• has no judgement, motives, or agendas other than acceptance and forgiveness, knowing that evolution does not come without painful growth
  • involved in no-opinion but passive resistance, like Ghandhi and Daw Aung san su Kyi, Martin Luther King, and countless others
  • wants to help others attain spiritual freedom, and actively prays (engages in “mental thought battle”) to achieve this goal

the words themselves tell it all.

political:   from the Greek word, politikos—about the people, the citizens

spiritual:  from the Latin spiritus—a breath, to breathe (a.k.a., to LIVE)


Being in balance with both sides of our human nature, the political and the spiritual, is the healthiest. But in my book, it is better to be MORE spiritual than political. To pray for change is much more powerful than arguing or taking up arms. If all of us who believe in the highest possibilities for the evolution of our species, used prayer as our tools, holding positive thoughts as our weapons of change, the ONENESS, the UNITY, the SACRED DIVINITY of our human state will become a reality instead of some far-fetched metaphysical mumbo jumbo. Instead of fighting or arguing over politics—a lot of change occurs on its own when thoughts are attuned to the highest potential. Thought is action. Thoughts are “seeds” of change.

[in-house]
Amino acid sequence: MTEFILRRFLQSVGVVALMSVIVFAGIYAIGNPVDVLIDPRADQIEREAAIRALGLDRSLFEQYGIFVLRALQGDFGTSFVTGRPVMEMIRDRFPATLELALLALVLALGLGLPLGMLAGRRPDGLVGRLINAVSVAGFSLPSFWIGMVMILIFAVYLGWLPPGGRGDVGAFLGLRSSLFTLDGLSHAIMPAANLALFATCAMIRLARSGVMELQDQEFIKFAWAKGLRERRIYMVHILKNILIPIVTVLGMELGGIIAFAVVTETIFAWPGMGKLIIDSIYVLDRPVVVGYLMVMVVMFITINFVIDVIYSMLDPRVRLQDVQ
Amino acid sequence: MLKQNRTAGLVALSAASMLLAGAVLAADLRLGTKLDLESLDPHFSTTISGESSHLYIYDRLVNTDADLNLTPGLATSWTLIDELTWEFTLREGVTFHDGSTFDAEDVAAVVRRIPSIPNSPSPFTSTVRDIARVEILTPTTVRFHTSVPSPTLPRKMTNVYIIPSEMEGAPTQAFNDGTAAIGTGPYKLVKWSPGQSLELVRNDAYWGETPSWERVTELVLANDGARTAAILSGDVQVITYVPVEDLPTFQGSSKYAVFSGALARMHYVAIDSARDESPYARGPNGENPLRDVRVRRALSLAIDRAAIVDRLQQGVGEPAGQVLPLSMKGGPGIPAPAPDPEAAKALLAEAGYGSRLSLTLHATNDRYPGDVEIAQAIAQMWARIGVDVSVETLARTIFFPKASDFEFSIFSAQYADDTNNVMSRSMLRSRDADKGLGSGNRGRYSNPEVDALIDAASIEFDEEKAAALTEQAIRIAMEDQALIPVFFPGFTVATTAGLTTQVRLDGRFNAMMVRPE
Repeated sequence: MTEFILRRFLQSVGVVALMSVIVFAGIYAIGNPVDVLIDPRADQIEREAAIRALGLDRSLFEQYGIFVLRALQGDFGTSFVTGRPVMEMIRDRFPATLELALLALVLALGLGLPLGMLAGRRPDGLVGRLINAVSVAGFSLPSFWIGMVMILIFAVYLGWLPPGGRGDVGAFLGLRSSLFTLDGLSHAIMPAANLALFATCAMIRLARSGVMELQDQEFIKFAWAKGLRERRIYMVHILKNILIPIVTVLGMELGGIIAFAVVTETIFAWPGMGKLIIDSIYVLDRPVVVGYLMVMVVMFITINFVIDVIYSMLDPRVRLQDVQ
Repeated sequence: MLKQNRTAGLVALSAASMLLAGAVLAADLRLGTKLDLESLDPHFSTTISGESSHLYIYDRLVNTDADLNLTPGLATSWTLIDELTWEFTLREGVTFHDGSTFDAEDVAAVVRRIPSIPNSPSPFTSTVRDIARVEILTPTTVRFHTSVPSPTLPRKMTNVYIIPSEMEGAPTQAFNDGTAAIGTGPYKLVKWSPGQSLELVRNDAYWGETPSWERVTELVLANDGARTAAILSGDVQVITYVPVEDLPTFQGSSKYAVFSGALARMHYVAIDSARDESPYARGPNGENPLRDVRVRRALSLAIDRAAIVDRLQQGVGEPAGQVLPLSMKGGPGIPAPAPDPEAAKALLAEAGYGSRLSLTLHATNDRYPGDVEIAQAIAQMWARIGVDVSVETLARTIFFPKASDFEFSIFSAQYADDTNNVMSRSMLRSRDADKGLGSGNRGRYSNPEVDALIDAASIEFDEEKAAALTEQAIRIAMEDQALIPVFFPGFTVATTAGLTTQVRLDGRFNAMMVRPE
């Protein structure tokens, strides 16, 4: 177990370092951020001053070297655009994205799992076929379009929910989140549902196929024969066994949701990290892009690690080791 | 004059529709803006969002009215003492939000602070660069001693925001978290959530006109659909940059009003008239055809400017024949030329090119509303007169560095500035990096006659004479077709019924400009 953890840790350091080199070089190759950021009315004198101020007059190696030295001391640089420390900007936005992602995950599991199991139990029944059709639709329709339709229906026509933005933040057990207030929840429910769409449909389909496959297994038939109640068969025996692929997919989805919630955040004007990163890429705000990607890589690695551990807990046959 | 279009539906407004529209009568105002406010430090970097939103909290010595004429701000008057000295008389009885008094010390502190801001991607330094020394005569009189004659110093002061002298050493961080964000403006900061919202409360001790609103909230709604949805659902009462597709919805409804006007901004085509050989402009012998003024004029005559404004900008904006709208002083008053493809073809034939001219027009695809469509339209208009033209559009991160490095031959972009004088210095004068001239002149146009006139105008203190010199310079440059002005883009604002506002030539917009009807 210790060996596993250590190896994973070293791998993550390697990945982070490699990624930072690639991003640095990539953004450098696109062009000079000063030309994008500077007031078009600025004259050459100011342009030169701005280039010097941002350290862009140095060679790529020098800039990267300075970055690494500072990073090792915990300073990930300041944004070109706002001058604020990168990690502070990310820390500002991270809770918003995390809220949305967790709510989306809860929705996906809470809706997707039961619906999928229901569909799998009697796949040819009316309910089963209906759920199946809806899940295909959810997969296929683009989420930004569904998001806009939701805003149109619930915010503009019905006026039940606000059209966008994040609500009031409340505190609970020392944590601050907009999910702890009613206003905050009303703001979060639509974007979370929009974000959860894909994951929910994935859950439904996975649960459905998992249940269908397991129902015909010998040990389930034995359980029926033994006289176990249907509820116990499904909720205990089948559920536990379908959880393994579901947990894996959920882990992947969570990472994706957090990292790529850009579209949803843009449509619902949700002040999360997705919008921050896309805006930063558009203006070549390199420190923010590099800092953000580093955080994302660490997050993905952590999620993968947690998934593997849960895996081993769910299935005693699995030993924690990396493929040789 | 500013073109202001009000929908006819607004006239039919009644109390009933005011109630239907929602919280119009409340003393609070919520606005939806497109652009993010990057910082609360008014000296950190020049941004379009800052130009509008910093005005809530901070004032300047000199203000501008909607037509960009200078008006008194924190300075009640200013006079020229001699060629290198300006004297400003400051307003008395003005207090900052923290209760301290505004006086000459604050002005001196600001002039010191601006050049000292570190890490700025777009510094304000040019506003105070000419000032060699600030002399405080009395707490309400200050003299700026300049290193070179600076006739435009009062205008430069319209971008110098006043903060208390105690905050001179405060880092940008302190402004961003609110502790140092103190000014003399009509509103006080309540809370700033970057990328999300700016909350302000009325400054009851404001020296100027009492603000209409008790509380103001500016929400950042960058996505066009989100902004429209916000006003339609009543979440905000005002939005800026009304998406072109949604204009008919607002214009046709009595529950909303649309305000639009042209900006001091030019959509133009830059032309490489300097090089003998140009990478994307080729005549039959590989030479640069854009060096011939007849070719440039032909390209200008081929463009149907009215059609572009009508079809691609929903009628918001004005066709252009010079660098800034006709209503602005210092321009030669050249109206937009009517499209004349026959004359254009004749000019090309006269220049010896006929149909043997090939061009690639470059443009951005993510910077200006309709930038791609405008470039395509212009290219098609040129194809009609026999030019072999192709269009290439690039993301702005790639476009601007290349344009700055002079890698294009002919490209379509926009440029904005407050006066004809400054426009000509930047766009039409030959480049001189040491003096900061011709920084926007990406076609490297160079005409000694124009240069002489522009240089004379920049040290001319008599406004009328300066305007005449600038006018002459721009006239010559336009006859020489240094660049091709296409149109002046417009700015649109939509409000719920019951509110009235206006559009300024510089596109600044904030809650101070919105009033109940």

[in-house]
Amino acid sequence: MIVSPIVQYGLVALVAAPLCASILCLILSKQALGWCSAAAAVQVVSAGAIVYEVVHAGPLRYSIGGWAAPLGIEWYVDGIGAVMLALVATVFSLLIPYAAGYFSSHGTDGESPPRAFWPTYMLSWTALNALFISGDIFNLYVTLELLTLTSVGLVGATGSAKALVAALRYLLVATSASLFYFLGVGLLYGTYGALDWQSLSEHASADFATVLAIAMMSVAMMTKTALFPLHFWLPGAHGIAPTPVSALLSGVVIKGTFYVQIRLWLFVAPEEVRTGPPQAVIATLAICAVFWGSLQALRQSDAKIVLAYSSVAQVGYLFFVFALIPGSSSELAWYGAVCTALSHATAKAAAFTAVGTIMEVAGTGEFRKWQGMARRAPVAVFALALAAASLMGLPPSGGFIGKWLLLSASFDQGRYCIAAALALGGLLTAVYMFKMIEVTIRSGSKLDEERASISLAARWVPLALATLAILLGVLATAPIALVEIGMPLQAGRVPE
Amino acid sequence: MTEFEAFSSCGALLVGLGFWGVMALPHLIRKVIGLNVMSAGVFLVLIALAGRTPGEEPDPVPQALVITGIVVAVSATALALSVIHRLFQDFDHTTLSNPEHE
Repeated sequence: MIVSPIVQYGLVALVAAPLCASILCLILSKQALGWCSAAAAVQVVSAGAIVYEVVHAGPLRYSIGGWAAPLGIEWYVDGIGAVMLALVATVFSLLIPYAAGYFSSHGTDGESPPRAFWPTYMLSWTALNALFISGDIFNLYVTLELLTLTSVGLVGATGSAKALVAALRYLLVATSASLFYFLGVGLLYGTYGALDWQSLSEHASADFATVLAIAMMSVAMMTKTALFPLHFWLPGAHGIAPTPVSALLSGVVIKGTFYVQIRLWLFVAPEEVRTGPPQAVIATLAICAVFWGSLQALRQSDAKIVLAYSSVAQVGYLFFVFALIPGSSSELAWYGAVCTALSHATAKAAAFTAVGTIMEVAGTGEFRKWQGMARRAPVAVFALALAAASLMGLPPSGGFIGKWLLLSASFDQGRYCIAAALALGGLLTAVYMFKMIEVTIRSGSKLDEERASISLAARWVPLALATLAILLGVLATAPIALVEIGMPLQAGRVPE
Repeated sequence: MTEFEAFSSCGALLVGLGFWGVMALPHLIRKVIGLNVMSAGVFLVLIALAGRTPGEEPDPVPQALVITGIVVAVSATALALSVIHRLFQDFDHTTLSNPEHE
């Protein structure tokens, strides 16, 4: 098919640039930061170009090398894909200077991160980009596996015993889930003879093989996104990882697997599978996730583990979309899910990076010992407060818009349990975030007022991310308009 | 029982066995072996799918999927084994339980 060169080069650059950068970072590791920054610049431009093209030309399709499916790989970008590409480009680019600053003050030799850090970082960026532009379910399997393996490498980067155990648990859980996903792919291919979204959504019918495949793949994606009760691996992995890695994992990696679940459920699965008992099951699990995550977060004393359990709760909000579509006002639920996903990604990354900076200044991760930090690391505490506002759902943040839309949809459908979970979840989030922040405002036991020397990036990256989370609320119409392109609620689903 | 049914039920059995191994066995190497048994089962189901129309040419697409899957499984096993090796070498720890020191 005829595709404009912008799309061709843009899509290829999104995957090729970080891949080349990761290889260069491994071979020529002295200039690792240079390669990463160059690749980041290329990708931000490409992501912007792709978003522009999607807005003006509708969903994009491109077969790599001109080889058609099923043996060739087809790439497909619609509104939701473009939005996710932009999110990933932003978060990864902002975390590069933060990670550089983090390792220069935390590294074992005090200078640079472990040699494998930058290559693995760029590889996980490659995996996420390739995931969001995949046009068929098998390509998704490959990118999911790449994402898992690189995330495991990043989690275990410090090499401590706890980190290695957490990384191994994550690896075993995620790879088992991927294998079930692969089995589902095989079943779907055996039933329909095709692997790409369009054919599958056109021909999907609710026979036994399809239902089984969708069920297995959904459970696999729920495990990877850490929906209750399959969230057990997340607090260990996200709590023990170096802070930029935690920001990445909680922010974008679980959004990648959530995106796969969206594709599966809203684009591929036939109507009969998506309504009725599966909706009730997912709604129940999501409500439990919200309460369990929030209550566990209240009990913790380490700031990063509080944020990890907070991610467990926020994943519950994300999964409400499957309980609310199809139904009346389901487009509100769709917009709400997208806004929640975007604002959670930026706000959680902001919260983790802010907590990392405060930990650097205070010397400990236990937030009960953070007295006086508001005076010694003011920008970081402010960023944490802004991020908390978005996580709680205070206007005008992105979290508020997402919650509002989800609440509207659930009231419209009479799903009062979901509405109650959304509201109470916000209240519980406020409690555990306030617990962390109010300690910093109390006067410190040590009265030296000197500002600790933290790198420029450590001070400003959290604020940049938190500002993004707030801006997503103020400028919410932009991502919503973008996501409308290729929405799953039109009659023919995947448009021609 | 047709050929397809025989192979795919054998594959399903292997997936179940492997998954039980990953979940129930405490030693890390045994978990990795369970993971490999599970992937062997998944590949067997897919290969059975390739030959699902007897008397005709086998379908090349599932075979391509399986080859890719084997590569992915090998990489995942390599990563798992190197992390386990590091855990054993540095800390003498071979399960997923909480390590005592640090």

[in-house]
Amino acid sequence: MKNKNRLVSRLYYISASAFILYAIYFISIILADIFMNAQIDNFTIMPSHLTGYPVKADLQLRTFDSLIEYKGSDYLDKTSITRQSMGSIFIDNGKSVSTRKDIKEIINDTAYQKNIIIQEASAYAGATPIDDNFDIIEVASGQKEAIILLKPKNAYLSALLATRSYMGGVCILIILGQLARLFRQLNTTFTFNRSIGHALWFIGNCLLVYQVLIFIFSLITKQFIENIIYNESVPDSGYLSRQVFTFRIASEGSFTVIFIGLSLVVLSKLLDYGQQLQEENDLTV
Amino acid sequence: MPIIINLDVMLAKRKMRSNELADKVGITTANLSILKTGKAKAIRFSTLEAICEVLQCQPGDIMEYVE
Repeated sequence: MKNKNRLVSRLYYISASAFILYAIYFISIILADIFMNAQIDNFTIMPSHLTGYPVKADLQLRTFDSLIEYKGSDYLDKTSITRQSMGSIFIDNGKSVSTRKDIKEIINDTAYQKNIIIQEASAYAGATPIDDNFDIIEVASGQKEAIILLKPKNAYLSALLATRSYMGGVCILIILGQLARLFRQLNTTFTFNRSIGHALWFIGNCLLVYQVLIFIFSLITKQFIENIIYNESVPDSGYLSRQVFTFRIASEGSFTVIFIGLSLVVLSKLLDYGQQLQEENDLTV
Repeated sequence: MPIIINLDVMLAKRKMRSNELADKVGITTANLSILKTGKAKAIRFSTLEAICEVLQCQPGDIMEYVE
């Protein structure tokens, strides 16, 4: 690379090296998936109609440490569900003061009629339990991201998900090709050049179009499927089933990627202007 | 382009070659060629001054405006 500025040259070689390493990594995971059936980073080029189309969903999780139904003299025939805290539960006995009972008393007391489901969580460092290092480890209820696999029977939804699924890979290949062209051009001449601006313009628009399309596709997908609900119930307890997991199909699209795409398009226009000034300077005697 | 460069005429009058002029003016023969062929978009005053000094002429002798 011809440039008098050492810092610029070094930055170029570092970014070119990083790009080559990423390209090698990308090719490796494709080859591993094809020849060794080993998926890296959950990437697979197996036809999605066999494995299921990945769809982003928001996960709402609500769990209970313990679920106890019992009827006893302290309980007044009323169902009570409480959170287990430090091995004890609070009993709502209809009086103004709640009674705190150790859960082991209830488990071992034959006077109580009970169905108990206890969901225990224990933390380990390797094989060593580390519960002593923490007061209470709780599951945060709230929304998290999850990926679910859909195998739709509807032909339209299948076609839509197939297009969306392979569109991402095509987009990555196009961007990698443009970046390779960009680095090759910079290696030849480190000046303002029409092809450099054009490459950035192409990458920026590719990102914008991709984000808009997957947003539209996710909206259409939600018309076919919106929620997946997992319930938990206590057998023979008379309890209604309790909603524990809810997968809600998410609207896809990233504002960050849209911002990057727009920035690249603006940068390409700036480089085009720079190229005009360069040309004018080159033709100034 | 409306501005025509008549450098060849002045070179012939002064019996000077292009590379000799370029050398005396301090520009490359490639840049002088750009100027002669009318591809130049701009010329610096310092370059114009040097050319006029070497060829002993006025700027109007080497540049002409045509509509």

I offer this blog as a seed to balance the anger and unrest in many people’s hearts who have been deeply affected by violently suppressing regimes.

In the Light, lordflea

desdecuba.com, a blog speaks of freedom

hola mis amigos!

the waterfall of life, we are all One

the waterfall of life, we are all One

yes, we’re off to Cuba, but first I want you to know about www.desdecuba.com/generationy

this is the English-translation of yoani sanchez’s award-winning blog from havana, in which she realizes that, after studying literature and philology, the modern blog is the most meaningful method of putting language to use. right on soul sistah! so check out desdecuba. she even returned to the island from living freely in switzerland, in order to follow her bliss…to help her fellow cubanos liberate themselves, through blogging, from the tyrany of the castro regime. raul, castro’s brother, has done nothing but clamp down further on people’s abilities to live openly. we should all send our prayers, and gratitude, to yoani and her fellow bloggers, there at www.desdecuba.com the spanish-language portal that hosts several other blogs.

one of which is about the kids with cancer that Carter and i will be bringing meds to. the kids’ project that we’ll be helping out with has their own web page, if you wish to see what we’ll be up to, at least some of the time we’ll be in cuba. www.desdecuba.com/carmenrey there is an email link there. and click here if you’d like to know more about www.fundacionamistad.com the humanitarian group that is sponsoring our trip.